From its outskirts it appears magical. It rises from the darkness around it, a gossamer construction of fairylights fed by the robust aromas of street food whirling within it. Hunger, exhaustion and anticipation surge together, urging us onward into the maze of food stalls. Yet the minute we break into the magical circle of light and shade, aroma and smoke, like a mirage, petulant and hard-to-please, the maya shatters. We are greeted, no, not greeted, veritably intruded upon by aggressive touts. “Shah Rukh Khan,” rasps the first and we know our night could only slide downward here on.

This greeting was familiar to us by now, as it would be to any group in Morocco that included an even reasonably good -looking Indian man. A slew of actor names will be offered to you, each one brimming with the possibilities of an entirely different persona from the previous – the chant to the Indian male tourist could be as varied as, “Raj Kapoor, Shah Rukh Khan, Amitabh Bachchan”! It begins as a heckle, then the words wrap themselves around you, visible to vendors and hawkers down the streets you walk and each will conjure up more names of his own or play around with those whose echoes are still swirling around you. The chorus of “Shah Rukh Khan, Amitabh Bachchan” that has dutifully followed us through our travels in Morocco is magnified through the lanes of this vast open square that hosts the Marrakech International Film Festival every year. The festival routinely fetes Bollywood: big stars such as Aamir Khan and Kajol have been paid tribute and attendees have included the Big B. Their apparently impactful presence coupled with the Moroccan's long-standing love of Indian pop culture has resulted in an ironic casting of the Indian tourist as naiive victim: a part we Indians usually associate, in amusement, with the Western tourist bravely navigating our own country. But the stereotype hits closer home than is comfortable in Morocco, as Indian tourists are constantly bantered with, quizzed and typecast – usually in reverse order.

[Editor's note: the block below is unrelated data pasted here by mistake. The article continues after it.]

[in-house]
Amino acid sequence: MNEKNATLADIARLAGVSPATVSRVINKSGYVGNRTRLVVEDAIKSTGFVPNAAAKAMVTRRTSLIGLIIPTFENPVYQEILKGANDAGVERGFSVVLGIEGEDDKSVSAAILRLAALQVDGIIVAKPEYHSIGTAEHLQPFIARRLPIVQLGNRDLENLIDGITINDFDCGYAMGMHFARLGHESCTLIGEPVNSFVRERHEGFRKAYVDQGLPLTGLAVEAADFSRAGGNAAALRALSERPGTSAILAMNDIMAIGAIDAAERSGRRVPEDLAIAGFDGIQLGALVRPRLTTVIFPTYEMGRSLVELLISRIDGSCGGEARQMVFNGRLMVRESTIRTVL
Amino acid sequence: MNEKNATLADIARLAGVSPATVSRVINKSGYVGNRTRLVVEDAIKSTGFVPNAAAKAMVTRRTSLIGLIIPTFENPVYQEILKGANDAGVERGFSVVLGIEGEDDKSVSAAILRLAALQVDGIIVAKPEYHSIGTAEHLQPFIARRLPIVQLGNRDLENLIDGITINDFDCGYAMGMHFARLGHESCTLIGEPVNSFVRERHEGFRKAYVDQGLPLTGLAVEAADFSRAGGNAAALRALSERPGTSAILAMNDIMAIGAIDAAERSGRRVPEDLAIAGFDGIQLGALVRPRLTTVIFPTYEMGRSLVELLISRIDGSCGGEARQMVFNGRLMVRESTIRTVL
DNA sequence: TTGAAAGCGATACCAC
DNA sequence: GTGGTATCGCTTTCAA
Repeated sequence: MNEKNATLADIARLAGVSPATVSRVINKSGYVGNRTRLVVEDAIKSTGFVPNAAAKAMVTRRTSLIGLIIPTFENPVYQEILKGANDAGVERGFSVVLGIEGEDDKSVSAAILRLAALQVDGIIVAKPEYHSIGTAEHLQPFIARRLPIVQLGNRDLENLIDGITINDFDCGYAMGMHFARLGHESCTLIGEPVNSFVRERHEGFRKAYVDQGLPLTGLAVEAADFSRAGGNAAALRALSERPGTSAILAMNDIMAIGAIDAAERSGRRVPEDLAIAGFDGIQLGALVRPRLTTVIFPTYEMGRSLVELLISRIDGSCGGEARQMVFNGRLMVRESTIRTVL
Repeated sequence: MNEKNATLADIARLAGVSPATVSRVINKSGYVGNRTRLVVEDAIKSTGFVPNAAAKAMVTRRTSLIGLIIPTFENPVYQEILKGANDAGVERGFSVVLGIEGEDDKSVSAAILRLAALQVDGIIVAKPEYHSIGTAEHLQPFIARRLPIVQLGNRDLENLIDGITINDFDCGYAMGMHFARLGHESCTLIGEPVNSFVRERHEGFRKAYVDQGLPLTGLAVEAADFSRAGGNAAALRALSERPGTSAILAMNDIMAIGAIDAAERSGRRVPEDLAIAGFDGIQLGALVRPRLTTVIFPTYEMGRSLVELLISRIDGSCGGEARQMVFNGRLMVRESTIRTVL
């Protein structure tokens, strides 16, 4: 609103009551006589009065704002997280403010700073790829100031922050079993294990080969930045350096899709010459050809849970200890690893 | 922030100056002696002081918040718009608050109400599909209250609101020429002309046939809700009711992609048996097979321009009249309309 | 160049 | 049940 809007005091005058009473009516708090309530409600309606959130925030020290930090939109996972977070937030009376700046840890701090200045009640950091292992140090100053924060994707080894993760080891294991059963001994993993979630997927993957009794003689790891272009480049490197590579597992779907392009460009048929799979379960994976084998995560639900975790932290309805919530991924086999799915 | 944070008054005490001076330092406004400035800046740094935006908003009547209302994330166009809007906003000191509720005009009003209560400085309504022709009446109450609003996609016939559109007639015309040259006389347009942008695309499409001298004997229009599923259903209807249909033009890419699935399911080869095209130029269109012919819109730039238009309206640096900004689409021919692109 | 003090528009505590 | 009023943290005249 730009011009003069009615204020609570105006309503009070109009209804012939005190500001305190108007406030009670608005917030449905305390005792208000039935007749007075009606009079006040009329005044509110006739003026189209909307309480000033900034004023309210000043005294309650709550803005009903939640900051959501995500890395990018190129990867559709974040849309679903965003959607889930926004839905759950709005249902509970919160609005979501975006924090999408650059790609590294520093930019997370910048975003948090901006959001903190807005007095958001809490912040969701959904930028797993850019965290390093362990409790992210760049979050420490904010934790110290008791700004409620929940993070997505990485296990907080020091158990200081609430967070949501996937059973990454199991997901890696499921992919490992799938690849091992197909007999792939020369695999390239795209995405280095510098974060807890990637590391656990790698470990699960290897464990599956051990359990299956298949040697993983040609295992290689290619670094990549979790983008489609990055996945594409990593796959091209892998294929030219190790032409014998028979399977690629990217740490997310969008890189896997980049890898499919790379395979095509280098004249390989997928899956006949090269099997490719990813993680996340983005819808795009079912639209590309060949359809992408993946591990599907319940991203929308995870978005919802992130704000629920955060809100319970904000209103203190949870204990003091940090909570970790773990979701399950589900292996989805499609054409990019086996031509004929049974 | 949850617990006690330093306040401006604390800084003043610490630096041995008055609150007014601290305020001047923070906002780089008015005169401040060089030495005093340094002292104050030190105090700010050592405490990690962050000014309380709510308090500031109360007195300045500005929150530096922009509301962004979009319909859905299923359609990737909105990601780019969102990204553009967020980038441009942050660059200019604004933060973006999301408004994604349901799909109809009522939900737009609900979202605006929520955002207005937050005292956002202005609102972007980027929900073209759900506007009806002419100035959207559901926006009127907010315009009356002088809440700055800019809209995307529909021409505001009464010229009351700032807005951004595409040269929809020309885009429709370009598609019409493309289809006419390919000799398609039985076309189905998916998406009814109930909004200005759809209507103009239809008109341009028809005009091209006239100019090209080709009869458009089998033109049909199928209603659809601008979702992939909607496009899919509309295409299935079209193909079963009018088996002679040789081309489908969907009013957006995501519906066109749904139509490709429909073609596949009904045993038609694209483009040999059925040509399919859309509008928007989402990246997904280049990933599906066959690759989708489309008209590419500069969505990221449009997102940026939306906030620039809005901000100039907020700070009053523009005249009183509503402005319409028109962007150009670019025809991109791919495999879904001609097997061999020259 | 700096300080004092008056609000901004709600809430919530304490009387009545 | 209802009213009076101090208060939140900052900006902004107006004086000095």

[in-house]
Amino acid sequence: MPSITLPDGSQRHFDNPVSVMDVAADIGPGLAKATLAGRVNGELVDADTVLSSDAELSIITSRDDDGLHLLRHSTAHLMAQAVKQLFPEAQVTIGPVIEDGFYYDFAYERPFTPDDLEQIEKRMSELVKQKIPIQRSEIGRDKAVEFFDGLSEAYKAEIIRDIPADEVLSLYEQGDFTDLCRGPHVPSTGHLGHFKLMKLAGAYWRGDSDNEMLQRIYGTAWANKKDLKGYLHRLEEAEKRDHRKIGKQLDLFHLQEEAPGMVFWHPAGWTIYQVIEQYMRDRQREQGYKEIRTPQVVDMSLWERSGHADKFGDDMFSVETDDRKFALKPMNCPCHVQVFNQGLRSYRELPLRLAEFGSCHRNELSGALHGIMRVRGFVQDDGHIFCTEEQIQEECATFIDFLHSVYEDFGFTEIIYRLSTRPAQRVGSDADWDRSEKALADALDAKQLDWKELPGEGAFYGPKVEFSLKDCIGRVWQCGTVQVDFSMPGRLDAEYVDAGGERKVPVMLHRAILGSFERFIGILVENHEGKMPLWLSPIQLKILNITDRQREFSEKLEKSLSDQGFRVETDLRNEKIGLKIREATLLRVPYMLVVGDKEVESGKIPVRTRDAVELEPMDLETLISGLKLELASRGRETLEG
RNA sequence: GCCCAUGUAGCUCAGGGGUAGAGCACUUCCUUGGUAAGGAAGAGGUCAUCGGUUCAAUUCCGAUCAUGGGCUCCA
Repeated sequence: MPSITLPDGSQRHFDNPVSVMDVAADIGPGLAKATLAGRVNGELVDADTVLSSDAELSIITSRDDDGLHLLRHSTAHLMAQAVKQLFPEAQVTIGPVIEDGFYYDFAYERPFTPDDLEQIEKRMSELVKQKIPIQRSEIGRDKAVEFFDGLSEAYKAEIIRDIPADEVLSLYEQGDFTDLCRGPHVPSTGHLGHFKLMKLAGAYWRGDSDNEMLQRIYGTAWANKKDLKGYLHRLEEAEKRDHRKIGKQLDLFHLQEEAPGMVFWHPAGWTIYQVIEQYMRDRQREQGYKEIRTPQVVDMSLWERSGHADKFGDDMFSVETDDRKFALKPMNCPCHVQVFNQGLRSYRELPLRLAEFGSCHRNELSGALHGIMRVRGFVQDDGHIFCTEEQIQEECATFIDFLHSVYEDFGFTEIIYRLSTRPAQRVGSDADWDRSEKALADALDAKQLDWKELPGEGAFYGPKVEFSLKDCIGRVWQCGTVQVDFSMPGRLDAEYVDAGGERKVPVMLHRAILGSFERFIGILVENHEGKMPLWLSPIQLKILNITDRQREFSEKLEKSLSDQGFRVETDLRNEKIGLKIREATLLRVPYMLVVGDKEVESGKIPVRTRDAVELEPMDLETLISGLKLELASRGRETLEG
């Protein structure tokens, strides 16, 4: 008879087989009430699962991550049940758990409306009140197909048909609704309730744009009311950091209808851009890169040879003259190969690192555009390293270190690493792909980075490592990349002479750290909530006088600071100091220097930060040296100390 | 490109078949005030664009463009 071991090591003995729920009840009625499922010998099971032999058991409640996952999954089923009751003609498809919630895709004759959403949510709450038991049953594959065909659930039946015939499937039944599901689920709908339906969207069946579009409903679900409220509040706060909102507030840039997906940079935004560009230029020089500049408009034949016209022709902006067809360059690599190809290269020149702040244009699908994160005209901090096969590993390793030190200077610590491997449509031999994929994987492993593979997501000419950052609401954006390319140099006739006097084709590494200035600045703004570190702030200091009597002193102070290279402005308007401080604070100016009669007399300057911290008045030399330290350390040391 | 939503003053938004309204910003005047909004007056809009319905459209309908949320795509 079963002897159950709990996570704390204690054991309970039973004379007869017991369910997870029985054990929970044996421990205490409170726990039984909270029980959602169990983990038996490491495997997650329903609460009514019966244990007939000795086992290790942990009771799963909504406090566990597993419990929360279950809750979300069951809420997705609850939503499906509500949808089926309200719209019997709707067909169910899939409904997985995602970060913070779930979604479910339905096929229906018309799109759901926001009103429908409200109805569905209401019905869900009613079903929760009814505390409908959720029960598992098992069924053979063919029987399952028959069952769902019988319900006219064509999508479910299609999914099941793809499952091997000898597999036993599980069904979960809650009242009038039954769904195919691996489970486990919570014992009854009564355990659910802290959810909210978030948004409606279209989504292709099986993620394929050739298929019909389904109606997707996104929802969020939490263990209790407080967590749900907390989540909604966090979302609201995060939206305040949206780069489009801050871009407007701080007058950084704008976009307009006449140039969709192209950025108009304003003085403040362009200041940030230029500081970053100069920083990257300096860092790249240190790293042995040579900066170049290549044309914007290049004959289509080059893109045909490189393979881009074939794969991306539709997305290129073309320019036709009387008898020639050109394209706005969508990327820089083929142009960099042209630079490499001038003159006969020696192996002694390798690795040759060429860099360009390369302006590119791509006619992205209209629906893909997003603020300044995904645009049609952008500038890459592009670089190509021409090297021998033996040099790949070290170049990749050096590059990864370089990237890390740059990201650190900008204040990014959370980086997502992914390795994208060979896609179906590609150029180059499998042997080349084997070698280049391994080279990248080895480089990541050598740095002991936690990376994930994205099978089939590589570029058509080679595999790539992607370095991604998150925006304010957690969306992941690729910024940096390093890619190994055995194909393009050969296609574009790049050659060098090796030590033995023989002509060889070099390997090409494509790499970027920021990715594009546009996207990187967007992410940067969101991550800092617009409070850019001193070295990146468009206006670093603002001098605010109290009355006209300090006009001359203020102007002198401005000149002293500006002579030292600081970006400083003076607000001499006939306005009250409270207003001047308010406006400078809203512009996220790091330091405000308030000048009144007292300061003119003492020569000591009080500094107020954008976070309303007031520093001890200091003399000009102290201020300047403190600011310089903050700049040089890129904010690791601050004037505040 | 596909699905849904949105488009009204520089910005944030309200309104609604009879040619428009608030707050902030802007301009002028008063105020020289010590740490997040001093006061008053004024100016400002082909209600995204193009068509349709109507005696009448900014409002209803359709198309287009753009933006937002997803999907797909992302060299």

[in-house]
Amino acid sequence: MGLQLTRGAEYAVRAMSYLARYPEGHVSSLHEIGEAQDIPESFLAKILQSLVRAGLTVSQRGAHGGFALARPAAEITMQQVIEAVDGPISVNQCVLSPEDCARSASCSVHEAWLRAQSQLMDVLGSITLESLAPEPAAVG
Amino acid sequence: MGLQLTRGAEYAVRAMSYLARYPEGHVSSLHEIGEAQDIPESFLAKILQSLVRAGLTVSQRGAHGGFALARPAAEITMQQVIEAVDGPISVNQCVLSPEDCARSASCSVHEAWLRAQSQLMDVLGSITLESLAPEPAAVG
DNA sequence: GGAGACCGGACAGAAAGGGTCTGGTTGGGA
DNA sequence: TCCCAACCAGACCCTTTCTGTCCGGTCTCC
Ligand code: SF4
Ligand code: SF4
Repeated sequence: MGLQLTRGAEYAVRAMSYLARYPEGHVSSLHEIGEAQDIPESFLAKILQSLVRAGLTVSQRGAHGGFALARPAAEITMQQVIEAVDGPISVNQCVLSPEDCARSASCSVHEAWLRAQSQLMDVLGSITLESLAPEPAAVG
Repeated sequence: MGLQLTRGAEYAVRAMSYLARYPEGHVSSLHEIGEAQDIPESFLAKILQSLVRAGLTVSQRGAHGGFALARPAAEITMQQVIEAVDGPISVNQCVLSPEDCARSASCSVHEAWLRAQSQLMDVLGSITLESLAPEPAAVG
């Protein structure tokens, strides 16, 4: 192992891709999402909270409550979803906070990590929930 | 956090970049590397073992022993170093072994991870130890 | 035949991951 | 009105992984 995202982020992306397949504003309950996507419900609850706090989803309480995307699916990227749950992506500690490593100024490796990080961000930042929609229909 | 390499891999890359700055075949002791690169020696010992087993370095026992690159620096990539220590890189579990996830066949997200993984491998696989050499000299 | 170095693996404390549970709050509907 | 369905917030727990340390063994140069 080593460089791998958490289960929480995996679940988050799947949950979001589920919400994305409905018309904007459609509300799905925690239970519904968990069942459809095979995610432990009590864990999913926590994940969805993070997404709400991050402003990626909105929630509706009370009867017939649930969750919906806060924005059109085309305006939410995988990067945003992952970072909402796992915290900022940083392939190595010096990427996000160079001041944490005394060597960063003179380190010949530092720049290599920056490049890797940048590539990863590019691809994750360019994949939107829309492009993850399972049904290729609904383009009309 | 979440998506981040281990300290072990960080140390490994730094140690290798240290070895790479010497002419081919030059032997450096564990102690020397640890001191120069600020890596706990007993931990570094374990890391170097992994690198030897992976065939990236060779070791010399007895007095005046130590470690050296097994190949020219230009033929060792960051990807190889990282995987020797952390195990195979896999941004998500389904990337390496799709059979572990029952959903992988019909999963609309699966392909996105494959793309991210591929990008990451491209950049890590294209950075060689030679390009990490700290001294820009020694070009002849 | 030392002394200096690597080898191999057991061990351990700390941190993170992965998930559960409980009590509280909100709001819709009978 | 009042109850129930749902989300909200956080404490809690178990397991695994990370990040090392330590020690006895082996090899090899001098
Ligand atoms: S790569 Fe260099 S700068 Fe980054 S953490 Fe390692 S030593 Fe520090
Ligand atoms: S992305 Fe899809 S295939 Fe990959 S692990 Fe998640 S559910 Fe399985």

“Namaste, namaste,” said the man, warming up to his act. The historic square was quickly losing its charm. At each step, a new man awaited us, and like hapless prey, we stumbled from the suddenly blinding light of one stall to the next, riding upon a chant that strung together Bollywood star names with broken Hindi.

Being very late at night, most tables have emptied out. The remaining few stalls seat gregarious tourists making absurd requests to the stall chefs – asking for action shots, an extra flourish while tossing the omelette here, a group picture against the tajine pot there. And streaming around us all is a constant stream of poverty and disability, young children wheeling around crippled siblings, begging for a bottle of water, some left-over scraps of food.

Nausea overwhelms us as do the enormous contradictions contained in this vast square. Its ribbon of sudden squalor and misery threaded through the hue of fairy lights and delicate smoke swirls. Our familiarity with poverty in India but our complete discomfort with it here. The cumulative effect of many assertive aromas wears us thin.

After a distracted meal at one of the stalls, half-mindful of the fact that digestion would be affected by a long journey along winding roads in just a few hours, we make our way out of the Djemaa el-Fna. Its lights have dimmed now and morning is breaking overhead, but in these Post-Tourist hours the sordid clamour of the square continues unfolding behind us even as we leave it.